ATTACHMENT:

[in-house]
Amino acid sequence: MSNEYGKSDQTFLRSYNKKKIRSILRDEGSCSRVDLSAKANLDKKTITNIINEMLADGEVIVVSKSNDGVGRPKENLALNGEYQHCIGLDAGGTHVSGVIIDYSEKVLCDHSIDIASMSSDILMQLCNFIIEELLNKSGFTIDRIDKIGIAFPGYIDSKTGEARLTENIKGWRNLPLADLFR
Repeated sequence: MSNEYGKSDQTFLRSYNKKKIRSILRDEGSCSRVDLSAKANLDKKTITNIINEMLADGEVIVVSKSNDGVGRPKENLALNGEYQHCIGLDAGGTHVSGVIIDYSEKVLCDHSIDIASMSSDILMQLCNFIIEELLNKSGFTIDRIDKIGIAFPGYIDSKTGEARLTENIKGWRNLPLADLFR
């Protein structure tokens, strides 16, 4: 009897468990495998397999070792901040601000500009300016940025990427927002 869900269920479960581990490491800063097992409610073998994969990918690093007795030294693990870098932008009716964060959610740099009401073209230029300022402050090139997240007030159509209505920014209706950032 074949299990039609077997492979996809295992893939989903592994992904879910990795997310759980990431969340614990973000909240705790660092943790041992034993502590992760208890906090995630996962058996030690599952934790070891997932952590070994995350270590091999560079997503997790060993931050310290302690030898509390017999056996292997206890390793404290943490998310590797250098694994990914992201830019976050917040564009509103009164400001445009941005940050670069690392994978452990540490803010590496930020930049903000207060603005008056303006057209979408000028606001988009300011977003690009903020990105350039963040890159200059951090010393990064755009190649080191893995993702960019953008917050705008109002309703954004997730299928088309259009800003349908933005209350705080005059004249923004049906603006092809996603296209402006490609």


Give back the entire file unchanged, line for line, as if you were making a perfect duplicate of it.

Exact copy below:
[in-house]
Amino acid sequence: MSNEYGKSDQTFLRSYNKKKIRSILRDEGSCSRVDLSAKANLDKKTITNIINEMLADGEVIVVSKSNDGVGRPKENLALNGEYQHCIGLDAGGTHVSGVIIDYSEKVLCDHSIDIASMSSDILMQLCNFIIEELLNKSGFTIDRIDKIGIAFPGYIDSKTGEARLTENIKGWRNLPLADLFR
Repeated sequence: MSNEYGKSDQTFLRSYNKKKIRSILRDEGSCSRVDLSAKANLDKKTITNIINEMLADGEVIVVSKSNDGVGRPKENLALNGEYQHCIGLDAGGTHVSGVIIDYSEKVLCDHSIDIASMSSDILMQLCNFIIEELLNKSGFTIDRIDKIGIAFPGYIDSKTGEARLTENIKGWRNLPLADLFR
């Protein structure tokens, strides 16, 4: 009897468990495998397999070792901040601000500009300016940025990427927002 869900269920479960581990490491800063097992409610073998994969990918690093007795030294693990870098932008009716964060959610740099009401073209230029300022402050090139997240007030159509209505920014209706950032 074949299990039609077997492979996809295992893939989903592994992904879910990795997310759980990431969340614990973000909240705790660092943790041992034993502590992760208890906090995630996962058996030690599952934790070891997932952590070994995350270590091999560079997503997790060993931050310290302690030898509390017999056996292997206890390793404290943490998310590797250098694994990914992201830019976050917040564009509103009164400001445009941005940050670069690392994978452990540490803010590496930020930049903000207060603005008056303006057209979408000028606001988009300011977003690009903020990105350039963040890159200059951090010393990064755009190649080191893995993702960019953008917050705008109002309703954004997730299928088309259009800003349908933005209350705080005059004249923004049906603006092809996603296209402006490609």